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All statistical estimates contain error, and there has never been a complete census of income and poverty for all school districts in the nation. The exact size and direction of these errors are unknown, although their relative magnitude can often be estimated. The methodology used to produce the SAIPE school district estimates is designed to minimize these errors.

For SAIPE 2010, a methodological change was implemented that makes the guidance detailed below less useful. Details on this change are contained in Estimation Procedure Changes. Briefly, one of the inputs to the school district estimation process, the decennial 2000 sample estimates of school-age poverty, was replaced with estimates derived from the latest five-year sample of the American Community Survey (ACS 2006-10). Preliminary evaluation indicates that the ACS five-year estimate as an estimator of current-year poverty represents an improvement in relative error compared to using the decennial 2000 estimate. The impact on the final SAIPE school-district estimates will thus yield an improvement in precision. A fuller evaluation is underway to give more detail on how the uncertainty of these estimates has improved.

The remainder of this document provides an explanation of the SAIPE program’s estimation of the average size of these statistical errors for SAIPE 2009. Given the methodological change for SAIPE 2010, this guidance should be viewed as an approximate upper bound on the uncertainty present in SAIPE 2010 school-district estimates.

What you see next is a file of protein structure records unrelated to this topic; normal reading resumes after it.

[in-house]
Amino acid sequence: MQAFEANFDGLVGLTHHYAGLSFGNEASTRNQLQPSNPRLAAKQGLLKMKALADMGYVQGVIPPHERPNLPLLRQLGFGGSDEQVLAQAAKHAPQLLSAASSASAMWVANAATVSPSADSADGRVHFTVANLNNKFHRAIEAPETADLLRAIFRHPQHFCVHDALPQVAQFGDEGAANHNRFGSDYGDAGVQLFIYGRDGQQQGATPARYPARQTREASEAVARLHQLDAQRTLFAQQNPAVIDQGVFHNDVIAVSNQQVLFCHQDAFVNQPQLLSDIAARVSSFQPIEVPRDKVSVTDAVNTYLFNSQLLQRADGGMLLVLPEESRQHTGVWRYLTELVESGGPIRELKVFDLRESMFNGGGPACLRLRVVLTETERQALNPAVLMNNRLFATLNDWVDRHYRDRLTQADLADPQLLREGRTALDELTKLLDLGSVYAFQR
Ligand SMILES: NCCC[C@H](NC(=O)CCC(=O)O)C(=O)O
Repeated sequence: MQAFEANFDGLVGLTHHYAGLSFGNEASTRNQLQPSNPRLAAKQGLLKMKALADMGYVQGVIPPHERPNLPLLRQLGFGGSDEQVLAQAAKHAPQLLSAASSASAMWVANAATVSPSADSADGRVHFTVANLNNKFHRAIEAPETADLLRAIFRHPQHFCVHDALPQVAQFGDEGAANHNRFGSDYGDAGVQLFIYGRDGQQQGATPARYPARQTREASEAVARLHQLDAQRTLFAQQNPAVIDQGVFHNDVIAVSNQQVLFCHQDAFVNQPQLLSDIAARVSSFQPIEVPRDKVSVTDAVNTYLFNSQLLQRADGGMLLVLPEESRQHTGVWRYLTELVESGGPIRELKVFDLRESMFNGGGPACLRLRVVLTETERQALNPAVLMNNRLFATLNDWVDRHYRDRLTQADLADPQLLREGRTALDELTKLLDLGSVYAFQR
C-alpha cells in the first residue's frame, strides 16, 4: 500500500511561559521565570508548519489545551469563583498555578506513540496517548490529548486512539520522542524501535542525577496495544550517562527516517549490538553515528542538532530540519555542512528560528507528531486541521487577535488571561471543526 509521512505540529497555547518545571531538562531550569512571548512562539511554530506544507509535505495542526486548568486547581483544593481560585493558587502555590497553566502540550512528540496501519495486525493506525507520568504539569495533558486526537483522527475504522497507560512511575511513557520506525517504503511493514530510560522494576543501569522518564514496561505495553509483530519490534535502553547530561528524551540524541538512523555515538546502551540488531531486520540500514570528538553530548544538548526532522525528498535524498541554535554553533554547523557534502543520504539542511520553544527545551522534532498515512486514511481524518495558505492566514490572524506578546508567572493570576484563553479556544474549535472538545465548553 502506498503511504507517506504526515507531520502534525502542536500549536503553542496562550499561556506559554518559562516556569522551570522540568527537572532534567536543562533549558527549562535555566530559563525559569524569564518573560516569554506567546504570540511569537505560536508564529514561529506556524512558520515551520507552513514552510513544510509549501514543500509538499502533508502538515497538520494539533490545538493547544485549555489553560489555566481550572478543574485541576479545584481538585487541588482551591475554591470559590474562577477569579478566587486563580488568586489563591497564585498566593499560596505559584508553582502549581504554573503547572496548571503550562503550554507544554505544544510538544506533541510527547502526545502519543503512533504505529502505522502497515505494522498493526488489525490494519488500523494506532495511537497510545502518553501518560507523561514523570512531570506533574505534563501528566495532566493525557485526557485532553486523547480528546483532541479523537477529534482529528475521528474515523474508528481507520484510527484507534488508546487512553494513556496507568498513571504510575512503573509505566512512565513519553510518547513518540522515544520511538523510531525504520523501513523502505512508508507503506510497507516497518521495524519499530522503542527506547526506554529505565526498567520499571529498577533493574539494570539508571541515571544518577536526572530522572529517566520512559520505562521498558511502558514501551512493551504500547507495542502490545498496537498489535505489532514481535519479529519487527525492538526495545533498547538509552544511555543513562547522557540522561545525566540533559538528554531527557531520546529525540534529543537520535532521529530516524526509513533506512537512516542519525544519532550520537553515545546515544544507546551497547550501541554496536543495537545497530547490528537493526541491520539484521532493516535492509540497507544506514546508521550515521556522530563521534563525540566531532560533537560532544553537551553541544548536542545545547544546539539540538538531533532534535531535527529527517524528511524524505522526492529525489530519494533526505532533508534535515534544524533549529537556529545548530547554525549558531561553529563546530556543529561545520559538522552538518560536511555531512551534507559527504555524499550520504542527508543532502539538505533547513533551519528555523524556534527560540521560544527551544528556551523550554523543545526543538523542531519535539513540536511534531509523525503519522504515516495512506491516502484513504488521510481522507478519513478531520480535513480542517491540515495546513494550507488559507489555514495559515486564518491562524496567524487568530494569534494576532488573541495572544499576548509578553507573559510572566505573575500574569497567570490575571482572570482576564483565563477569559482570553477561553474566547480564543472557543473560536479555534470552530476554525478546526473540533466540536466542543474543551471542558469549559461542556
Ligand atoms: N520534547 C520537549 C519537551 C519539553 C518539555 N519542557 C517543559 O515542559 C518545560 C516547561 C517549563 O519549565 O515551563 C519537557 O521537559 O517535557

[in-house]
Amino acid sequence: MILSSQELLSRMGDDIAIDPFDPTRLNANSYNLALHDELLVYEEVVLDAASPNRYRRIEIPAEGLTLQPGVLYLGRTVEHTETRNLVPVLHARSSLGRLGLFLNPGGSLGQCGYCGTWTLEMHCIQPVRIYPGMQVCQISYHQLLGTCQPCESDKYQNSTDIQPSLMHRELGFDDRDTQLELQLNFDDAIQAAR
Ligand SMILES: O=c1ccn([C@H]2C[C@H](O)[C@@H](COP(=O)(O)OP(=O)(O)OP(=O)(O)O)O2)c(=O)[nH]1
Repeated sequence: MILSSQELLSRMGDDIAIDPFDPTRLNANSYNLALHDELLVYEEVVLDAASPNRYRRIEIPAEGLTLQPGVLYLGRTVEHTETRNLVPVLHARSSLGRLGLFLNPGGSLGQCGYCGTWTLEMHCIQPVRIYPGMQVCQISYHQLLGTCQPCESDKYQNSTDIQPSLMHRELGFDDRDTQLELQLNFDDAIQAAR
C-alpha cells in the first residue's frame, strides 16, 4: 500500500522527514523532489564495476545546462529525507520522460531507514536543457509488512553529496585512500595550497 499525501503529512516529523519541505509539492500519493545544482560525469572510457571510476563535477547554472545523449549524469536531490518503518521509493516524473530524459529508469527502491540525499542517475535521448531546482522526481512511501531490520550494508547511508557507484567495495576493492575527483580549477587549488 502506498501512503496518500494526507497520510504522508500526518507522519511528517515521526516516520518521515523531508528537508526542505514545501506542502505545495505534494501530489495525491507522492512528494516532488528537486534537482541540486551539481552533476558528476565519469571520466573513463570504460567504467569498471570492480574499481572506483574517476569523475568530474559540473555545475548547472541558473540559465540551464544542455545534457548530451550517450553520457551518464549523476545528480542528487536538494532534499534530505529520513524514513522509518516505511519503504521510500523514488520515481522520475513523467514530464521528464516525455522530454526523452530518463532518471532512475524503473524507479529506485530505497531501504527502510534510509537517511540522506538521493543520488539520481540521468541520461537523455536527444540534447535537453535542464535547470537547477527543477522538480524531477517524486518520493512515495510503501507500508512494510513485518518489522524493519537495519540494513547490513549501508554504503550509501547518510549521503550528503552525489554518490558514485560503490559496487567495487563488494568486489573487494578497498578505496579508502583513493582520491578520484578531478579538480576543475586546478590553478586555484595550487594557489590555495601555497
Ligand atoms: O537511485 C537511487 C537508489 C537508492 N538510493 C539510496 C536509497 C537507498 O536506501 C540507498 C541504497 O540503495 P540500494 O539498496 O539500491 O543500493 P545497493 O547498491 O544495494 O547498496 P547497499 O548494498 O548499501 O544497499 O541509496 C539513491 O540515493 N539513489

School District Poverty Estimation Methodology

Before discussing the average statistical error, it is helpful to first briefly review the methodology by which the school district poverty estimates are currently created. The school district poverty estimates are based on a shares model, whereby the SAIPE county poverty estimates are allocated to the pieces of school districts within each county. The within-county poverty shares are estimated by combining poverty shares from two sources: estimated poverty shares from the long-form sample data from the prior census (Census 2000), and current year poverty shares calculated from aggregated data from federal individual income tax returns. In general, the relative contributions of these two sources to the poverty share estimates depends on the extent to which tax returns for the county can be assigned (geo-coded) to the particular school districts within the county. If almost all county tax returns can be geo-coded, the poverty share estimates will be very close to the shares from the tax data. If a substantial number of county tax returns cannot be geo-coded, the poverty share estimates will be close to those from Census 2000. For more details of the estimation procedure, please see Estimation Details for School Districts.